- Vilsack pushes against claims that rising food prices and ethanol production are closely tied.
- Also says conservation programs not majorly affected by increasing grain acreage.
As food prices rise, Agriculture Secretary Tom Vilsack is not fond of claims that ethanol production is a major cause. He also says an uptick in grain prices will not have a big impact on conservation programs.
“Ethanol production (doesn’t have) a significant impact and effect on food prices,” said Vilsack after touring an Iowa biofuel facility on Tuesday. “There’s a misconception in the public that ethanol is driving up food prices. That isn’t the case. In 2008, the last time we had an increase in food prices, we saw ethanol responsible for about 10 percent of the overall increase – a very small percentage.
“That’s reflected in the fact that farmers get only 16 cents out of every food dollar.”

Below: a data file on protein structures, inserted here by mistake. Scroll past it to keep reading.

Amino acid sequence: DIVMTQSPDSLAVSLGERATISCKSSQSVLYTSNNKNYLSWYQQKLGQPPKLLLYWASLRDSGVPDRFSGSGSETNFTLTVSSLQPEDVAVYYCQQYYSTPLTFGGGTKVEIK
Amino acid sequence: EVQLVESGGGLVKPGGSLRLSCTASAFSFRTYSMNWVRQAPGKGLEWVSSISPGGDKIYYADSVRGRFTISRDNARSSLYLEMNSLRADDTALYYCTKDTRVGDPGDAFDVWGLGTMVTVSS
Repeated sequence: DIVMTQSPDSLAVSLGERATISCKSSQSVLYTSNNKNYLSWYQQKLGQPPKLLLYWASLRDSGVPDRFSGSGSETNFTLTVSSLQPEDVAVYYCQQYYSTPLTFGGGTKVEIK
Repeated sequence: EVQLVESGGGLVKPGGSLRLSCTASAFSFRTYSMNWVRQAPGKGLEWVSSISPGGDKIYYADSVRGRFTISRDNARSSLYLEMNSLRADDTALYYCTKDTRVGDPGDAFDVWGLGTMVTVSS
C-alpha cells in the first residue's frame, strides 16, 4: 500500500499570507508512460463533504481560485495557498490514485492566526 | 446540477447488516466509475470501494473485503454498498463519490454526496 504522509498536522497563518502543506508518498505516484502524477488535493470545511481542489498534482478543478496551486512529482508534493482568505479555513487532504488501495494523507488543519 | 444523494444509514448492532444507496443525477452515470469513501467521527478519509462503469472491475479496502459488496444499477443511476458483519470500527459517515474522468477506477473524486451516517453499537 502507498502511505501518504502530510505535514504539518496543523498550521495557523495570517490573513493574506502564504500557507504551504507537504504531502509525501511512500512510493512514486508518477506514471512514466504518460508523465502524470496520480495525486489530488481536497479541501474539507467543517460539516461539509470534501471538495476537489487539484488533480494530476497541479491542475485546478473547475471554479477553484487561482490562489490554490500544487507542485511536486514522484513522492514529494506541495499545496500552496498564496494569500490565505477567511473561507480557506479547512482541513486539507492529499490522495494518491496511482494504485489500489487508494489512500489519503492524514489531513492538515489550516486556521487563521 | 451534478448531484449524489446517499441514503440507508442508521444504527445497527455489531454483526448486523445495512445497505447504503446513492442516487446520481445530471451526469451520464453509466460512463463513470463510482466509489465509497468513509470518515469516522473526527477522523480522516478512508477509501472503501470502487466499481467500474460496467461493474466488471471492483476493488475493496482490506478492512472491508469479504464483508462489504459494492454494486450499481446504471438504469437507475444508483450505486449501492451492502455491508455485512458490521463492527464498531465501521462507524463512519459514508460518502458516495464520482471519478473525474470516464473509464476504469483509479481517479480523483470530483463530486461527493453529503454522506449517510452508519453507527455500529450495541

For more on Vilsack’s Iowa tour, see Vilsack, Jackson on EPA regulations and myths.
What’s responsible for the other 84 cents? “Energy costs, oil costs,” insisted Vilsack. “We ought to be looking at ways we can reduce our reliance on oil,” a commodity with extreme fluctuations in price.
Despite high corn prices, “we see interest in our CRP (Conservation Reserve Program) program. … It’s true we’ll have more corn acres. But it might be at the sacrifice of another commodity – maybe fewer bean acres, fewer wheat acres. … Overall, I don’t think we necessarily see a significant reduction in the amount of conservation activity. We’ll continue to promote conservation and have a proper balance.
“But, from my perspective, I don’t see the correlation between high food prices and ethanol production.”